Yeovil at war

evacuation plans

How Yeovil coped with over 4,400 evacuees


At the beginning of the Second World War the evacuation of Britain's cities was the biggest and most concentrated mass movement of people in Britain's history. It was expected that cities would be bombed, as the enemy tried to destroy factories. However it was realised that homes and schools too, would be in danger. The government tried at the start of the war to 'empty the cities' of children and mothers, the process of 'evacuation', to protect them from air raids.

In the first four days of September 1939, nearly 3,000,000 people were transported from towns and cities in danger from enemy bombers to places of safety in the countryside. Most were schoolchildren, who had been labelled like pieces of luggage, separated from their parents and accompanied instead by a small army of guardians - 100,000 teachers. By any measure it was an astonishing event, a logistical nightmare of co-ordination and control. The mass evacuation began on Thursday, 31 August 1939 but very few realised that within a week, a quarter of the population of Britain would have a new address.

It was planned that Yeovil would receive 4,410 evacuees from London, made up of 2,207 unaccompanied children and 2,207 teachers, helpers and others, including mothers with children under school age.



From my collection

A humorous postcard of 1940 hinting at the lack of accommodation available in Yeovil for the influx of the 4,410 evacuees.


Evacuees remember...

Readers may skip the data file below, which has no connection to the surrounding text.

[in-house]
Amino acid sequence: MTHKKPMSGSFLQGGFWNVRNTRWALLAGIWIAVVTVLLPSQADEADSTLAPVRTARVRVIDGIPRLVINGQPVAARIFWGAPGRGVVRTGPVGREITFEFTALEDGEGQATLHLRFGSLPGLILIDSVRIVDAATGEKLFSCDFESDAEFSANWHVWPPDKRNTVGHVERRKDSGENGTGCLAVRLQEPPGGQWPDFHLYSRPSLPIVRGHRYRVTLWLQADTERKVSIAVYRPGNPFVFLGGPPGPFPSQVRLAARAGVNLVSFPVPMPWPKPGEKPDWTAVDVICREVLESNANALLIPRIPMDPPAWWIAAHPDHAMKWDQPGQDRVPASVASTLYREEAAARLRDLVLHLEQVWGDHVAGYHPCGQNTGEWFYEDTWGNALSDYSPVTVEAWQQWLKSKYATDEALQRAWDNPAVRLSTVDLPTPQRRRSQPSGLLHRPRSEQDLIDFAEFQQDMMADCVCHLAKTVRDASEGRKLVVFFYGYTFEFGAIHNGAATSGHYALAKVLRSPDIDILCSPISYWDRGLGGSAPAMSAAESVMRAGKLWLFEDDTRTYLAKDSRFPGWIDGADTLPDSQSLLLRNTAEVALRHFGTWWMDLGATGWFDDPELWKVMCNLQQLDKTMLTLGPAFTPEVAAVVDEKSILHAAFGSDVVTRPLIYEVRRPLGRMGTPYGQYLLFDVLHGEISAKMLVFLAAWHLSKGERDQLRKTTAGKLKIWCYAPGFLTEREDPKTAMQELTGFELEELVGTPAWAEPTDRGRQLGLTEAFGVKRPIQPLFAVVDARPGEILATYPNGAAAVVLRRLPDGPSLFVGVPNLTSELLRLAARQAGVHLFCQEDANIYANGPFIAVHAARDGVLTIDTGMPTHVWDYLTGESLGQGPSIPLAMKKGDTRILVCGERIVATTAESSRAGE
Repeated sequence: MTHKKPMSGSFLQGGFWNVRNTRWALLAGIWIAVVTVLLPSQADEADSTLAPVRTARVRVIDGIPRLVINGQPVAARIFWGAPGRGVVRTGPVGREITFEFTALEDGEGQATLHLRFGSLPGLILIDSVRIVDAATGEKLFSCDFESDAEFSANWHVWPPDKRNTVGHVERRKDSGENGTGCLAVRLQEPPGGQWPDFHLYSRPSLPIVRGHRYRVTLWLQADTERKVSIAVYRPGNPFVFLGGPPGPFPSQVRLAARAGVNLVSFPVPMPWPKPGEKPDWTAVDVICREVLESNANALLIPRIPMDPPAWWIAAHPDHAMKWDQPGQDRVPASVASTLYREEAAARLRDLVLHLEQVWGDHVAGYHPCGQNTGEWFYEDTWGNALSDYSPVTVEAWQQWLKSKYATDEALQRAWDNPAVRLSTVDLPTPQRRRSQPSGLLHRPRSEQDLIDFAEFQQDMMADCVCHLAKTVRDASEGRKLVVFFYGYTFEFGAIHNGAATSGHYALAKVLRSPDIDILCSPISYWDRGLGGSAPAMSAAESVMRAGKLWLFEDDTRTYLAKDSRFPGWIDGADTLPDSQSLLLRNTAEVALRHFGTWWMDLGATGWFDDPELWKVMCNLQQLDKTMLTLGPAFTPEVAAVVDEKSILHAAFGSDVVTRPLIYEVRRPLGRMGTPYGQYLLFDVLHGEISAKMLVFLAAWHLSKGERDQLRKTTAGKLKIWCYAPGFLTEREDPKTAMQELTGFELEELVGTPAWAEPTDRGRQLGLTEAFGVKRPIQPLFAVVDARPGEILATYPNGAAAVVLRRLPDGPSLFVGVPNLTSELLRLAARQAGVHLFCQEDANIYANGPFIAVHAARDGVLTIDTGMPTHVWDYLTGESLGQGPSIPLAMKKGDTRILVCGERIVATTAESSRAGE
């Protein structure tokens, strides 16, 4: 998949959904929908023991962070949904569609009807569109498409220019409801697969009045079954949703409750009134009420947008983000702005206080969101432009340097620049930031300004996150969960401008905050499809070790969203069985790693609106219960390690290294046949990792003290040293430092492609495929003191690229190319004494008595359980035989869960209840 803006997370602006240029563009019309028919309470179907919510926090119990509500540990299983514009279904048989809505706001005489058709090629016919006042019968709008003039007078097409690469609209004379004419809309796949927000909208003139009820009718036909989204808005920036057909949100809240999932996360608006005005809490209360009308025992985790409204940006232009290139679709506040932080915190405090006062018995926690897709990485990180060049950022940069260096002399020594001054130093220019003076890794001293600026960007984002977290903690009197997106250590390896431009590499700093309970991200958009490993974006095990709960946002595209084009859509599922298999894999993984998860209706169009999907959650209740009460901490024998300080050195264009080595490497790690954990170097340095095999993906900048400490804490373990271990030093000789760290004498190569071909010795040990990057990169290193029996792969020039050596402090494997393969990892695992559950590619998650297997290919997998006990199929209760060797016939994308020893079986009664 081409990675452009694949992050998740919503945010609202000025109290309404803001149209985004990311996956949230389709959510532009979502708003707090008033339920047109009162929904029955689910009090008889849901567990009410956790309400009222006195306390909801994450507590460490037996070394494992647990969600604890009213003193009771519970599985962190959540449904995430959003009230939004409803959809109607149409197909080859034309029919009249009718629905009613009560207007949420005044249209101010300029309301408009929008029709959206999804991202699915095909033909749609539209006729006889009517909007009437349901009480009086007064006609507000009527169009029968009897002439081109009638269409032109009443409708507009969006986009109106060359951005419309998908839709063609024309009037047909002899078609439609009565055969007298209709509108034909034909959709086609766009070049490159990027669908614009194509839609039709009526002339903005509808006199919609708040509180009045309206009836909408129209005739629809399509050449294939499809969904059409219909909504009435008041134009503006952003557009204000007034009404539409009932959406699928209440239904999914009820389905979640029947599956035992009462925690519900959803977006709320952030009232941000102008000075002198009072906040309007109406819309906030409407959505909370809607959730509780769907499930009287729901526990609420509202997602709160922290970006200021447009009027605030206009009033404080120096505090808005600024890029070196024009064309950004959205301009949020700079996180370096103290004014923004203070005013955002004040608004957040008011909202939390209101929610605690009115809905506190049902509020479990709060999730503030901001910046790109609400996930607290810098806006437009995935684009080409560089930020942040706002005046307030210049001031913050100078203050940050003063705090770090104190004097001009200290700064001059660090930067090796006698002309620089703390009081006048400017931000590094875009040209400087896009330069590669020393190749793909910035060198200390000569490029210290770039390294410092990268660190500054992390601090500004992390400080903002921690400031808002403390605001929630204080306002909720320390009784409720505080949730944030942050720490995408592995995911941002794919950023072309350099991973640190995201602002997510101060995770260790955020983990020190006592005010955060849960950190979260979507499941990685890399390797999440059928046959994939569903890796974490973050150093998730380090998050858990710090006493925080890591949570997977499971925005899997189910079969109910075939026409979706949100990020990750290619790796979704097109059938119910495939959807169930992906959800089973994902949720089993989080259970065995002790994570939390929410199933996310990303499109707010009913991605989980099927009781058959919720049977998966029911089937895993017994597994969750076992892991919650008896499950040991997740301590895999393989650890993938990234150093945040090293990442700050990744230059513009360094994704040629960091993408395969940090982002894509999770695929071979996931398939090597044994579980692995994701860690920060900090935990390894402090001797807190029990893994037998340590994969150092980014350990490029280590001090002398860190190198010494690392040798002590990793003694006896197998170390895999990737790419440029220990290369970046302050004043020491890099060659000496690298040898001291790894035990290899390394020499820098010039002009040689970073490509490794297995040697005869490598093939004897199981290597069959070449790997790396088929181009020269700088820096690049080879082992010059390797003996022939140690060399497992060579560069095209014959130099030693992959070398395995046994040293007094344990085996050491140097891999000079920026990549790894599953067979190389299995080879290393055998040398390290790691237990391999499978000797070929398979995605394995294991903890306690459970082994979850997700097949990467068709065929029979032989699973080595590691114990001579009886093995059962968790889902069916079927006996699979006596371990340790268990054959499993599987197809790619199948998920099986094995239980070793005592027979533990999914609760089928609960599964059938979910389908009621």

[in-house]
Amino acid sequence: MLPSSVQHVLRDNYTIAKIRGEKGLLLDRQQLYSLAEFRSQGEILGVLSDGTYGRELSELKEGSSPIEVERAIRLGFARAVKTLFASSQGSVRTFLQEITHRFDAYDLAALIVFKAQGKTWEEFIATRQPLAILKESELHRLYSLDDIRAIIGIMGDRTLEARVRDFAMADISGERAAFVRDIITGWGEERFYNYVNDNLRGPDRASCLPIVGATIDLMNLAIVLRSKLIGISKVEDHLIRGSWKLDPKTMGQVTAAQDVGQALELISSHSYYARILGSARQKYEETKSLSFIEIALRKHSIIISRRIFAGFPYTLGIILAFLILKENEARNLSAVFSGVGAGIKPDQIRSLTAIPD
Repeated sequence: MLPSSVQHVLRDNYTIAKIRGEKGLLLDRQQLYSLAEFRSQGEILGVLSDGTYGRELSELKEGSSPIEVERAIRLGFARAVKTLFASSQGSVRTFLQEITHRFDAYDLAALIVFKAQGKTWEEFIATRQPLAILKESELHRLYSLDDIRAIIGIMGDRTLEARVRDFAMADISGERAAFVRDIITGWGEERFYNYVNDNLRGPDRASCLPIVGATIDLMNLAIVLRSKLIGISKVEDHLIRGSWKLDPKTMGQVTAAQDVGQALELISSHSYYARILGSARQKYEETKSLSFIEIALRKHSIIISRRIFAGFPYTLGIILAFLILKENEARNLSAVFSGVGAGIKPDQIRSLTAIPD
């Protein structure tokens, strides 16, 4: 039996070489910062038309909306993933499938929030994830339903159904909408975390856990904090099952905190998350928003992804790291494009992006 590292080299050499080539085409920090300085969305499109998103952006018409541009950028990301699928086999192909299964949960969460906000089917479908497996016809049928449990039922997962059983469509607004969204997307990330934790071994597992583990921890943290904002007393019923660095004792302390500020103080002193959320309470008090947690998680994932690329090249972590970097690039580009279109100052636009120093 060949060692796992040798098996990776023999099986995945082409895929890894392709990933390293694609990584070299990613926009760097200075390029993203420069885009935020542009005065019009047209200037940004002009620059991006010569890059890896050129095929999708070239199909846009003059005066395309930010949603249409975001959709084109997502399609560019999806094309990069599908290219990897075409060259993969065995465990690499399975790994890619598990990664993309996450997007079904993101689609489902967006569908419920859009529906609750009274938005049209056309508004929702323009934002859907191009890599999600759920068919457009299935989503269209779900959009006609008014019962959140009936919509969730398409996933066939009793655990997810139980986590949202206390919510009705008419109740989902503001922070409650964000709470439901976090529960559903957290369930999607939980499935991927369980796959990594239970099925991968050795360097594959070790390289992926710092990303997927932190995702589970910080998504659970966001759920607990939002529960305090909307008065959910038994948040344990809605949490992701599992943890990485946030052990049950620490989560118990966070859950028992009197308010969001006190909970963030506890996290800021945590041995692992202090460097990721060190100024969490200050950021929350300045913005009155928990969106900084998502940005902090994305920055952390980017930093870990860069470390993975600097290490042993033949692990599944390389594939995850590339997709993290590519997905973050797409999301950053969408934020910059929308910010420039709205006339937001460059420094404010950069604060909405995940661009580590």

"My mother, my sister and I were evacuated to Yeovil from Brixton at the start of the war. My father stayed in London expecting to be called up, having been a regular soldier before his discharge in 1926 from the Tank Corps. However, he was a bricklayer and worked under directed labour in that for the duration of the war. My mother, sister and I were evacuated as a group as I was not of school age being born in 1935. We arrived in Yeovil by train and were taken around to various houses and finally Mr and Mrs Winter of 8 Park Street took us in, she had a daughter Doreen a bit older than me but younger than my sister, June. After some months we found accommodation in South Street and stayed there until VE day in 1945, returning to London then. My sister went to Charles Edward Brooke School while I went to an infant school and then to Reckleford Junior. The families kept in touch after the war visiting each other and only the other week June went down to see Doreen who still lives in Yeovil (but not Park Street which is, of course, now demolished as is our house in South Street.) My memories are very happy of that time particularly roaming the country with the little gang I was a member of!"